4 Oct 2006

Fighting to win a 'freak' election?

Singapore Democratic Party
3 Oct 06

Questions about our political system being democratic enough to allow the opposition to gain power recently surfaced at a forum to which Mr Lee Kuan Yew replied that those who want to see a more "open" and "liberal style" of democracy fail to "see the limits of Singapore's geography."

In plain English, "over my dead body."

According to the MM, an opposition victory at the polls can only happen in a "freak" election, as in freak (fr─ôk) n. – A grotesque aberration of nature.

Would the sane accept a freak in their midst? And what's worse than a freak election? A freak government that would, in one of Mr Lee's nightmares, cause Singapore to "collapse".

Now we all know that it would be terribly irresponsible for Mr Lee and his party to allow the city-state to implode as a result of non-PAP rule.

This is why the MM promises that if such a scenario were to occur the only people to save Singapore from such a fiendish occurrence are those in the PAP and its military wing.

As if this was not enough, Mr Lee raised, again, the threats from our immediate neighbours. Contrary to what he says, our enemies are not the Malaysians and the Indonesians and we certainly don't need a dictatorship to protect us from our neighbours, thank you very much.

It is the oldest trick in the book: When embarrassed internally, create an enemy externally and spook everyone into thinking that without a strong and autocratic leader whose motives must not be questioned, the threat will engulf the entire country.

With the WB-IMF fiasco and Temasek-Shin Corp debacle happening in quick succession, the creation of the looming spectre of a bellicose Malaysia and Indonesia is chicken-soup for the PAP soul.

Aside: Why does the Kuan Yew continue to insist on magnifying the fact that the Hsien Loong is nothing more than the father's son by talking as if the PM did not exist? (MM: "My main critics want me to be...") Yes, Mr Lee, we realise you're incorrigible. It's your son we have more hope in. So why don't you just sit back and let the Head of Government do the talking?

But reality is as reality does and we all know who the boss is. And it is Mr Lee Kuan Yew who says that the Government will not allow the political system to progress beyond what it is today. In other words no opening up, no liberalization, no opposition.

The crucial question is: Which part of this statement does the opposition not understand?

Given the 40 years of pummeling that we have received, being dragged from pillar to post, and having our rights amputated limb by excruciating limb it defies logic that the opposition continues to believe MM Lee when he tells us to work hard and continue to contest in the elections in the hope that maybe one day we'll win enough seats to form a government – a freak one, that is.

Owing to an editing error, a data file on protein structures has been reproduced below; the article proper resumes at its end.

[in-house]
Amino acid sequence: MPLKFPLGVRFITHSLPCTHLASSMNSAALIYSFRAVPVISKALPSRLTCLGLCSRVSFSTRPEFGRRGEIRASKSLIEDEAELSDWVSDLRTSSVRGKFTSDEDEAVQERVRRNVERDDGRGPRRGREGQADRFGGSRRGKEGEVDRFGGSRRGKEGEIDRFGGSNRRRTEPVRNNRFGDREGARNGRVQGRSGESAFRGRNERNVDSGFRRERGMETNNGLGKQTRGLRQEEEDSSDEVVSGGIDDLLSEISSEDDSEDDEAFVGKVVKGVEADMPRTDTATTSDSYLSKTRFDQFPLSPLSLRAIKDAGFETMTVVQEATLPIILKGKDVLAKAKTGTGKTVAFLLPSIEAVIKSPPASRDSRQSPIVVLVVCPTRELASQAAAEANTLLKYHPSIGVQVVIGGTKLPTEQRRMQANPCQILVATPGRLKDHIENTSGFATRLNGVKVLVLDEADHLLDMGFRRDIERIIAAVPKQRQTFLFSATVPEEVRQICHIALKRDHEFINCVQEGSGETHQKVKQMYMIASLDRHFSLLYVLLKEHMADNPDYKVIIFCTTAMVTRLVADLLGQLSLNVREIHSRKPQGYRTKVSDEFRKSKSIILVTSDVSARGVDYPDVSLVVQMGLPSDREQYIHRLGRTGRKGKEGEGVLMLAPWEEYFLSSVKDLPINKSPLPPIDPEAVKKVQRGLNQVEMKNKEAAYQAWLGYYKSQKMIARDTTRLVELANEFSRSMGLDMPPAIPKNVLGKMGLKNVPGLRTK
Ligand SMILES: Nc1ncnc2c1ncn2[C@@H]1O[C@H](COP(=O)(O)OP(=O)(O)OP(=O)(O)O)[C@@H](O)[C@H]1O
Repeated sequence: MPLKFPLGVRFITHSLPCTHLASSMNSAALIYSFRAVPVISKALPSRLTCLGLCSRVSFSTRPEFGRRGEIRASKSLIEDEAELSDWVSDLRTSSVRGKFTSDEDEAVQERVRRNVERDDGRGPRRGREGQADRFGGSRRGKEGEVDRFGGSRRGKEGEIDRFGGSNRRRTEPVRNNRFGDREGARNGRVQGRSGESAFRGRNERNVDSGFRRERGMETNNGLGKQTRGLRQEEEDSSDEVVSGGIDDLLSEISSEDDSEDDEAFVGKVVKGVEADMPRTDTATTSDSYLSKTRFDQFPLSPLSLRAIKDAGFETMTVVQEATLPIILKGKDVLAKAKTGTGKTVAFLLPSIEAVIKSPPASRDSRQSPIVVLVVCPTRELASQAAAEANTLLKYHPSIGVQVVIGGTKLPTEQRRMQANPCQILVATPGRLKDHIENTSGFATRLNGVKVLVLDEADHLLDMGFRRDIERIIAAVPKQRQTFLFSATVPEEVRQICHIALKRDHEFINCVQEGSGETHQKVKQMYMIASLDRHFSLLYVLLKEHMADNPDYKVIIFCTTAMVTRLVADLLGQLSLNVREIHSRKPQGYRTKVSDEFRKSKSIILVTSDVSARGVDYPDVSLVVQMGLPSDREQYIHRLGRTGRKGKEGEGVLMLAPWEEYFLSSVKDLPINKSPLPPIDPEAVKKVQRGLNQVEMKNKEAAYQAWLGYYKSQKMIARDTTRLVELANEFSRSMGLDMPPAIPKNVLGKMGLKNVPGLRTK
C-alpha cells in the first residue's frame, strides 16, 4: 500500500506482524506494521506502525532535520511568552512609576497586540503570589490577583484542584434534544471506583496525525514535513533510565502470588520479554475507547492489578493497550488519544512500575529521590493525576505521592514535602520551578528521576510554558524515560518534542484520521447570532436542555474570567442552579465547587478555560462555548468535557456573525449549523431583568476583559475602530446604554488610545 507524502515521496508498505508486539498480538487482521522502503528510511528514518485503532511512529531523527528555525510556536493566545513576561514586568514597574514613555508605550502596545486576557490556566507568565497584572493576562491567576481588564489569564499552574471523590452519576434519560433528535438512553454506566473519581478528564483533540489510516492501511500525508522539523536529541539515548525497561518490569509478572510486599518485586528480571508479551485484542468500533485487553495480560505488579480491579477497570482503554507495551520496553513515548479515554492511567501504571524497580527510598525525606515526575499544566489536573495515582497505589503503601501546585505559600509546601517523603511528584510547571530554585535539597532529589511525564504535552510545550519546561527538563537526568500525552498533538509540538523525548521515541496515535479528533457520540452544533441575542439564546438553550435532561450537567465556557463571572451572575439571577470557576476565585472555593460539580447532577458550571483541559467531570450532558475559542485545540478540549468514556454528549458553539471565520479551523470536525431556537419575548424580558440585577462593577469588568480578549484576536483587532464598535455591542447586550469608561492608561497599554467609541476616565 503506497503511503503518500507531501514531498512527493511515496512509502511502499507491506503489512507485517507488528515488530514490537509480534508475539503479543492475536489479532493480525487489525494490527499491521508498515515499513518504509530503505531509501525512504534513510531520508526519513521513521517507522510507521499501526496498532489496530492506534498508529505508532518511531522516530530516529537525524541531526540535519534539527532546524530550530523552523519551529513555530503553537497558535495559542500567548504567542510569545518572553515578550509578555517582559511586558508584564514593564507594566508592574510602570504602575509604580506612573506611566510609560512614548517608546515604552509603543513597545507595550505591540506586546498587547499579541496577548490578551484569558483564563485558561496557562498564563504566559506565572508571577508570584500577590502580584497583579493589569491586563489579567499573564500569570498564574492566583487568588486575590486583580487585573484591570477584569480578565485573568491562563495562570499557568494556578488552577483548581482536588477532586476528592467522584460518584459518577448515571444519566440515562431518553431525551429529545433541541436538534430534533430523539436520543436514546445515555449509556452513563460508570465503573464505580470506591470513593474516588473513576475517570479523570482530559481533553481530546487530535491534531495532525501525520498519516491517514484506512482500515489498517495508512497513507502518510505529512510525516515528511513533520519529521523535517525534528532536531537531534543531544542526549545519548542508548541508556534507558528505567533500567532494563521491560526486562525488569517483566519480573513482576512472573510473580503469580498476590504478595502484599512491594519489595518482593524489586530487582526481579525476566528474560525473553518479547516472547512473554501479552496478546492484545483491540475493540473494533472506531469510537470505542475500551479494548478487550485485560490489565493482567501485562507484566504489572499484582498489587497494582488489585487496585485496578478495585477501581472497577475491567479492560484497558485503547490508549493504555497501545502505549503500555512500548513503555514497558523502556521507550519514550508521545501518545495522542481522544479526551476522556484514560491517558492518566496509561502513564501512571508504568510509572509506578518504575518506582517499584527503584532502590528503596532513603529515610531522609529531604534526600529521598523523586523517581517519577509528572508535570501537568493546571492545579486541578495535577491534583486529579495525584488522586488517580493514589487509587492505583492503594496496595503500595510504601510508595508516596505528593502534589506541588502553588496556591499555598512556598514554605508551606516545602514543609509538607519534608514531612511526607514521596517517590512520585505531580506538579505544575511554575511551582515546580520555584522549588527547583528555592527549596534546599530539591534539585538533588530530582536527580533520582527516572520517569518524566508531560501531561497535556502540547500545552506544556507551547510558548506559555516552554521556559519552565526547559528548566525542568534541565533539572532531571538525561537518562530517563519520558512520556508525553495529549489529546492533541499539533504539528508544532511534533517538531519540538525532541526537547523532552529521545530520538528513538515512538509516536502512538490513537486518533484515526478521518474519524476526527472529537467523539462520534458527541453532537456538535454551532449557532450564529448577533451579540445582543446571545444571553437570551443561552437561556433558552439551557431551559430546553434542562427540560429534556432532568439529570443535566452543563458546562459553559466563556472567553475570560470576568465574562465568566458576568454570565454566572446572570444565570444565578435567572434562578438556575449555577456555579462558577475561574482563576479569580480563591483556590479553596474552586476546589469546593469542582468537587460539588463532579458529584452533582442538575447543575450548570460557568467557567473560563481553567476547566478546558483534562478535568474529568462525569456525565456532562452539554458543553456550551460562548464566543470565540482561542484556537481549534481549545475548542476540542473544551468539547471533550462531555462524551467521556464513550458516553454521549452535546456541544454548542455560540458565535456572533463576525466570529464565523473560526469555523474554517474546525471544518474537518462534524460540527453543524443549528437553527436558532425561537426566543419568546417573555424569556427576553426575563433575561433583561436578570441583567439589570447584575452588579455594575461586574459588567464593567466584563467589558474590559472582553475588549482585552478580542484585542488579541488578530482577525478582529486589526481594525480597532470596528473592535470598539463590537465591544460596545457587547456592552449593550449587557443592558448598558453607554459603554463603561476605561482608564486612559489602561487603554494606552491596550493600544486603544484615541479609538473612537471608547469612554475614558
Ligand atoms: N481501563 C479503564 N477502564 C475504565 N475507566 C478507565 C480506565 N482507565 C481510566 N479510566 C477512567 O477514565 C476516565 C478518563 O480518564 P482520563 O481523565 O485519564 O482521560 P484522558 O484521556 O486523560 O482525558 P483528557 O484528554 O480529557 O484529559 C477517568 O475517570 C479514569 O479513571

What Singapore needs is not more elections. What we need is a message articulated clearly and consistently that only with a system that respects the democratic freedoms of the citizens will elections have any meaning for Singaporeans.

That message must also be that we are prepared to fight for our rights and to make the necessary sacrifices to achieve our objective.

Singaporeans, if it needs to be said at all, must not fall for Mr Lee's ruse. It is the height of our folly if we don't recognize the PAP for what it is, a party that exploits our fear to deprive us of our freedom.

The fear of 'freak' elections, the fear of losing everything if the opposition were to win power, and the fear of threats from our neighbours must all be laid to rest in the cemetery of political bogeys.

The Singapore Democrats have said it before and we say it again: If Singapore is going to strike out into the future with confidence, we need to believe in the democratic process and in ourselves.

As for the opposition, we do our supporters a disservice if we keep telling them that the opposition will make headway just by taking part in the nine days of elections once every five years without insisting on changes to the system.

The truth is that the longer we put off working for, and not just talking about, reforming the election system and breaking the PAP's control of the media the longer we are going put ourselves through the misery of living in a system where the PAP pretends to give us a choice and we pretend to make it.


Army will intervene in freak elections: MM Lee
Reuters
15 Sep 06

Singapore's former leader Lee Kuan Yew defended his party's political dominance, saying it was vital for the predominantly ethnic Chinese state to stand up to its bigger, majority-Muslim neighbours, Indonesia and Malaysia.

Lee, a founder of the People's Action Party (PAP) that has ruled Singapore uninterrupted since independence in 1965, also criticised Singapore's tiny opposition parties on Friday, saying the city-state would eventually collapse if they were elected.

"We need a government that will have the gumption and skill to say 'no' to our neighbours in a very quiet and polite way that doesn't provoke them into doing something silly," said Lee at a forum on the sidelines of the World Bank-International Monetary Fund (IMF) meetings in the island republic.

"My main critics want me to be as liberal, open and contentious and adversarial with the opposition as the West," said Lee, who was independent Singapore's prime minister from 1965 to 1990.

Lee and former U.S. Treasury Secretary Lawrence Summers were the key speakers at the forum.